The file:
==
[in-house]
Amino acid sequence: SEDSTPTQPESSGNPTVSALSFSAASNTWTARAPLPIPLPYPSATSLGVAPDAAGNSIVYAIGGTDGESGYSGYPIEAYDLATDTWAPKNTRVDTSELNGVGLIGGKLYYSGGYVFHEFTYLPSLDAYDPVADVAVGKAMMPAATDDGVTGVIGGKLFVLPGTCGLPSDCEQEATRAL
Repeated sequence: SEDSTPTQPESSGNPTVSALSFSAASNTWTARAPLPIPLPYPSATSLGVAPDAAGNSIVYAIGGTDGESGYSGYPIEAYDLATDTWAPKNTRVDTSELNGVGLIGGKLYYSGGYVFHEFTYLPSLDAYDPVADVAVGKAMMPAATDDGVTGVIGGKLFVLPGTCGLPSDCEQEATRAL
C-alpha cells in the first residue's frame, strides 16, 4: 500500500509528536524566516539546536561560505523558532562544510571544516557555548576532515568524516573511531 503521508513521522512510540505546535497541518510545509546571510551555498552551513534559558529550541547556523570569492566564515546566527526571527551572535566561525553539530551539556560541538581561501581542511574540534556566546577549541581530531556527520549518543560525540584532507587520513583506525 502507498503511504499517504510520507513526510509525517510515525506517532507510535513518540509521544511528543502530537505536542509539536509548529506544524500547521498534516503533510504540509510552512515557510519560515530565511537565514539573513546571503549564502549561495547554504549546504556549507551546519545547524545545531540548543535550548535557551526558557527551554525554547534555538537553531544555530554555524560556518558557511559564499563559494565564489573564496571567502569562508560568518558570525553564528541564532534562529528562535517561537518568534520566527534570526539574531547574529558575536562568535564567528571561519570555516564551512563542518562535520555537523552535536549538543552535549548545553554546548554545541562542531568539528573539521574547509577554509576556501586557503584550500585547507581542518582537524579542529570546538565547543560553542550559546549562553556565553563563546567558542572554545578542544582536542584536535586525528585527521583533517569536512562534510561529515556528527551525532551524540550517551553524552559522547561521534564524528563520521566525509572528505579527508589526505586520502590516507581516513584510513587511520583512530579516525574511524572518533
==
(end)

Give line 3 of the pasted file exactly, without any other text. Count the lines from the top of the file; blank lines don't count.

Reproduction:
Repeated sequence: SEDSTPTQPESSGNPTVSALSFSAASNTWTARAPLPIPLPYPSATSLGVAPDAAGNSIVYAIGGTDGESGYSGYPIEAYDLATDTWAPKNTRVDTSELNGVGLIGGKLYYSGGYVFHEFTYLPSLDAYDPVADVAVGKAMMPAATDDGVTGVIGGKLFVLPGTCGLPSDCEQEATRAL